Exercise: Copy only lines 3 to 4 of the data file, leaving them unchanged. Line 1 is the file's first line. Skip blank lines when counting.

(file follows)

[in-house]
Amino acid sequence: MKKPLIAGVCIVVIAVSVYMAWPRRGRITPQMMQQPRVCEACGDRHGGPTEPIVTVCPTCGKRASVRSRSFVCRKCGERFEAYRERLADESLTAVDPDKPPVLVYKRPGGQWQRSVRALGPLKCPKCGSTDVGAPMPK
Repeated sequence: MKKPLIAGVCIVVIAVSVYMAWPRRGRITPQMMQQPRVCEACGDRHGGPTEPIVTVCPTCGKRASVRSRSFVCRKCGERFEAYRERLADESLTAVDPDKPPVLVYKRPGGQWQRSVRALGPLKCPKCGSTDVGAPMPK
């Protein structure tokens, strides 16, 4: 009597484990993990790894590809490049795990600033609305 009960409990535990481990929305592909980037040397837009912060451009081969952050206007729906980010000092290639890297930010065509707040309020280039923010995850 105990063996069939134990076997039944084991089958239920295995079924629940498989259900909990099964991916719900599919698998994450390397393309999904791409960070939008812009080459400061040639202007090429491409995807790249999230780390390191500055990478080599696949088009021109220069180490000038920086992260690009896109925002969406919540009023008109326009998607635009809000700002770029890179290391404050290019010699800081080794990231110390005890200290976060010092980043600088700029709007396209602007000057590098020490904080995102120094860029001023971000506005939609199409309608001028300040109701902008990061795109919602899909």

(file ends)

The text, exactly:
Repeated sequence: MKKPLIAGVCIVVIAVSVYMAWPRRGRITPQMMQQPRVCEACGDRHGGPTEPIVTVCPTCGKRASVRSRSFVCRKCGERFEAYRERLADESLTAVDPDKPPVLVYKRPGGQWQRSVRALGPLKCPKCGSTDVGAPMPK
């Protein structure tokens, strides 16, 4: 009597484990993990790894590809490049795990600033609305 009960409990535990481990929305592909980037040397837009912060451009081969952050206007729906980010000092290639890297930010065509707040309020280039923010995850 105990063996069939134990076997039944084991089958239920295995079924629940498989259900909990099964991916719900599919698998994450390397393309999904791409960070939008812009080459400061040639202007090429491409995807790249999230780390390191500055990478080599696949088009021109220069180490000038920086992260690009896109925002969406919540009023008109326009998607635009809000700002770029890179290391404050290019010699800081080794990231110390005890200290976060010092980043600088700029709007396209602007000057590098020490904080995102120094860029001023971000506005939609199409309608001028300040109701902008990061795109919602899909």